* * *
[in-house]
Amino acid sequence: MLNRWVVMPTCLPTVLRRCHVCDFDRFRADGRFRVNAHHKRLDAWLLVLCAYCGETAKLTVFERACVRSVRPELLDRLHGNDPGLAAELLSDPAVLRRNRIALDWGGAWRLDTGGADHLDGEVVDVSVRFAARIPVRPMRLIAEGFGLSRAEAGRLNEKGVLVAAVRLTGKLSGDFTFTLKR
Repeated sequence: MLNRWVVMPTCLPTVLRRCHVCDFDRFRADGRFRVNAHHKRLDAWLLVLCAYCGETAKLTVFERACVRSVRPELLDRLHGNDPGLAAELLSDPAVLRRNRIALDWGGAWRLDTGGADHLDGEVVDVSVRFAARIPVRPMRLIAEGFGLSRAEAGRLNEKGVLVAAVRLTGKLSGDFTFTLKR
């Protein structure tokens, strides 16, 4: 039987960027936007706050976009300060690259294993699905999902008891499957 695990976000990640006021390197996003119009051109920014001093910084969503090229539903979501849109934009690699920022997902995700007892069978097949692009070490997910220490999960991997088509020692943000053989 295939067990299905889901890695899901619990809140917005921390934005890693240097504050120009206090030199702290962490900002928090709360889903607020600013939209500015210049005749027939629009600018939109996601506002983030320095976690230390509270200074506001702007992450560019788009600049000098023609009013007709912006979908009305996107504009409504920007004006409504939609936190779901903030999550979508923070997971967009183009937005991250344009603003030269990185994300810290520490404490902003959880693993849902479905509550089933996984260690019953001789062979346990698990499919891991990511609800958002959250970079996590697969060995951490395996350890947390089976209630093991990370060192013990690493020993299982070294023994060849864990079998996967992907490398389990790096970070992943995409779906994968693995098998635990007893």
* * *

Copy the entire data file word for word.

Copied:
[in-house]
Amino acid sequence: MLNRWVVMPTCLPTVLRRCHVCDFDRFRADGRFRVNAHHKRLDAWLLVLCAYCGETAKLTVFERACVRSVRPELLDRLHGNDPGLAAELLSDPAVLRRNRIALDWGGAWRLDTGGADHLDGEVVDVSVRFAARIPVRPMRLIAEGFGLSRAEAGRLNEKGVLVAAVRLTGKLSGDFTFTLKR
Repeated sequence: MLNRWVVMPTCLPTVLRRCHVCDFDRFRADGRFRVNAHHKRLDAWLLVLCAYCGETAKLTVFERACVRSVRPELLDRLHGNDPGLAAELLSDPAVLRRNRIALDWGGAWRLDTGGADHLDGEVVDVSVRFAARIPVRPMRLIAEGFGLSRAEAGRLNEKGVLVAAVRLTGKLSGDFTFTLKR
């Protein structure tokens, strides 16, 4: 039987960027936007706050976009300060690259294993699905999902008891499957 695990976000990640006021390197996003119009051109920014001093910084969503090229539903979501849109934009690699920022997902995700007892069978097949692009070490997910220490999960991997088509020692943000053989 295939067990299905889901890695899901619990809140917005921390934005890693240097504050120009206090030199702290962490900002928090709360889903607020600013939209500015210049005749027939629009600018939109996601506002983030320095976690230390509270200074506001702007992450560019788009600049000098023609009013007709912006979908009305996107504009409504920007004006409504939609936190779901903030999550979508923070997971967009183009937005991250344009603003030269990185994300810290520490404490902003959880693993849902479905509550089933996984260690019953001789062979346990698990499919891991990511609800958002959250970079996590697969060995951490395996350890947390089976209630093991990370060192013990690493020993299982070294023994060849864990079998996967992907490398389990790096970070992943995409779906994968693995098998635990007893």